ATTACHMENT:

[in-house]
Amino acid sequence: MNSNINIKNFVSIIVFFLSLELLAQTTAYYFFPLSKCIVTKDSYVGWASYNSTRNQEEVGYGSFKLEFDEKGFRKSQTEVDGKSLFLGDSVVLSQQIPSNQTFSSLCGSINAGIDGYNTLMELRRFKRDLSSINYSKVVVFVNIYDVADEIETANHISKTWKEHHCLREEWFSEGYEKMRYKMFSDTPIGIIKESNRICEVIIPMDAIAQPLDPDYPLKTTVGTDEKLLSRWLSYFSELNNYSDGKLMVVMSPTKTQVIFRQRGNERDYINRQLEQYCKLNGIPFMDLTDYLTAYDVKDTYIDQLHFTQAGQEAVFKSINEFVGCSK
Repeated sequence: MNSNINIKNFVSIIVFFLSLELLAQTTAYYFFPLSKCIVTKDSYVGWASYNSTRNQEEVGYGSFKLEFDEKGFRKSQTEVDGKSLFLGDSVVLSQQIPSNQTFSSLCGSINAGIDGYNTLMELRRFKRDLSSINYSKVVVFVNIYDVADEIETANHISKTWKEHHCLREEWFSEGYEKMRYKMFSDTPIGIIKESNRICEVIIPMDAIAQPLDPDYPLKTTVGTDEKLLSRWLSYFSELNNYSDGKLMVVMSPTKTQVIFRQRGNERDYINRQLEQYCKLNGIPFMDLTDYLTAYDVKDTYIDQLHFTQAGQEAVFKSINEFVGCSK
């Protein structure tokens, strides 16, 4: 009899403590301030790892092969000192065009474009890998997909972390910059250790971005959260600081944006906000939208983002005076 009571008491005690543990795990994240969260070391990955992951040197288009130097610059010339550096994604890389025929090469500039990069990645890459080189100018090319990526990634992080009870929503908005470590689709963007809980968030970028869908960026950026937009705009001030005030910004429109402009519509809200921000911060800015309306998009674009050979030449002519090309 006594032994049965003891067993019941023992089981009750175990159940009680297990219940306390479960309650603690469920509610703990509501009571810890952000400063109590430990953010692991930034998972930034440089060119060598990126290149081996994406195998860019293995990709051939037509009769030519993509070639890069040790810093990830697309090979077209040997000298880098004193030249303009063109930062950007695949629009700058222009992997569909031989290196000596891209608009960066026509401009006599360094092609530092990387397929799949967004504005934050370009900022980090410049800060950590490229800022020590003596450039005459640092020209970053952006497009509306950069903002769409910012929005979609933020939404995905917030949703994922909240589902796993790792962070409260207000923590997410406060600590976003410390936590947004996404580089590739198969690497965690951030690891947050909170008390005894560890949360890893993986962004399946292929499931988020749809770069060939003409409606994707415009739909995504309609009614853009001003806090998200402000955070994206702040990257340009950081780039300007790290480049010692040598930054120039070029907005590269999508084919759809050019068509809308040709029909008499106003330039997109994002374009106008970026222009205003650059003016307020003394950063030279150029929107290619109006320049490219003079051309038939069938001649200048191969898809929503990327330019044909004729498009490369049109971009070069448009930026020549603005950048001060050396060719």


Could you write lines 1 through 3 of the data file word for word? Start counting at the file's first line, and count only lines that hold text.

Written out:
[in-house]
Amino acid sequence: MNSNINIKNFVSIIVFFLSLELLAQTTAYYFFPLSKCIVTKDSYVGWASYNSTRNQEEVGYGSFKLEFDEKGFRKSQTEVDGKSLFLGDSVVLSQQIPSNQTFSSLCGSINAGIDGYNTLMELRRFKRDLSSINYSKVVVFVNIYDVADEIETANHISKTWKEHHCLREEWFSEGYEKMRYKMFSDTPIGIIKESNRICEVIIPMDAIAQPLDPDYPLKTTVGTDEKLLSRWLSYFSELNNYSDGKLMVVMSPTKTQVIFRQRGNERDYINRQLEQYCKLNGIPFMDLTDYLTAYDVKDTYIDQLHFTQAGQEAVFKSINEFVGCSK
Repeated sequence: MNSNINIKNFVSIIVFFLSLELLAQTTAYYFFPLSKCIVTKDSYVGWASYNSTRNQEEVGYGSFKLEFDEKGFRKSQTEVDGKSLFLGDSVVLSQQIPSNQTFSSLCGSINAGIDGYNTLMELRRFKRDLSSINYSKVVVFVNIYDVADEIETANHISKTWKEHHCLREEWFSEGYEKMRYKMFSDTPIGIIKESNRICEVIIPMDAIAQPLDPDYPLKTTVGTDEKLLSRWLSYFSELNNYSDGKLMVVMSPTKTQVIFRQRGNERDYINRQLEQYCKLNGIPFMDLTDYLTAYDVKDTYIDQLHFTQAGQEAVFKSINEFVGCSK